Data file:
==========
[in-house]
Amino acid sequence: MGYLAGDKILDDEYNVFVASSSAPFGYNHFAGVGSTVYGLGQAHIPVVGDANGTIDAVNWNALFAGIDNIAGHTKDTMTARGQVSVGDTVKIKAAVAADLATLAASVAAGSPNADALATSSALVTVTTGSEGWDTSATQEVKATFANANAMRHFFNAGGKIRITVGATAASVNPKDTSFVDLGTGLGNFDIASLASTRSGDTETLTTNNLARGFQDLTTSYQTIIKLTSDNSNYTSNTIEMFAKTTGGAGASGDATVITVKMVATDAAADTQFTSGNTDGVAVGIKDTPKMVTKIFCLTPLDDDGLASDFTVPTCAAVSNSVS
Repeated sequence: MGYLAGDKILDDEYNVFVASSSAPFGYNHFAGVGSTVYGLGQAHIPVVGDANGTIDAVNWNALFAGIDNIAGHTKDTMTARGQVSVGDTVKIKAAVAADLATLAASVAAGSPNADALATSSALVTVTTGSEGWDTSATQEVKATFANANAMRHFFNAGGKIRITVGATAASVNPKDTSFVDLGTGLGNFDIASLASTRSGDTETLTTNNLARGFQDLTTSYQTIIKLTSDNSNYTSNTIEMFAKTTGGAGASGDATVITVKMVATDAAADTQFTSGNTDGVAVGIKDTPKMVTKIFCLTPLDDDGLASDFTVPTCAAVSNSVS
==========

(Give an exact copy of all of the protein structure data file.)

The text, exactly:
[in-house]
Amino acid sequence: MGYLAGDKILDDEYNVFVASSSAPFGYNHFAGVGSTVYGLGQAHIPVVGDANGTIDAVNWNALFAGIDNIAGHTKDTMTARGQVSVGDTVKIKAAVAADLATLAASVAAGSPNADALATSSALVTVTTGSEGWDTSATQEVKATFANANAMRHFFNAGGKIRITVGATAASVNPKDTSFVDLGTGLGNFDIASLASTRSGDTETLTTNNLARGFQDLTTSYQTIIKLTSDNSNYTSNTIEMFAKTTGGAGASGDATVITVKMVATDAAADTQFTSGNTDGVAVGIKDTPKMVTKIFCLTPLDDDGLASDFTVPTCAAVSNSVS
Repeated sequence: MGYLAGDKILDDEYNVFVASSSAPFGYNHFAGVGSTVYGLGQAHIPVVGDANGTIDAVNWNALFAGIDNIAGHTKDTMTARGQVSVGDTVKIKAAVAADLATLAASVAAGSPNADALATSSALVTVTTGSEGWDTSATQEVKATFANANAMRHFFNAGGKIRITVGATAASVNPKDTSFVDLGTGLGNFDIASLASTRSGDTETLTTNNLARGFQDLTTSYQTIIKLTSDNSNYTSNTIEMFAKTTGGAGASGDATVITVKMVATDAAADTQFTSGNTDGVAVGIKDTPKMVTKIFCLTPLDDDGLASDFTVPTCAAVSNSVS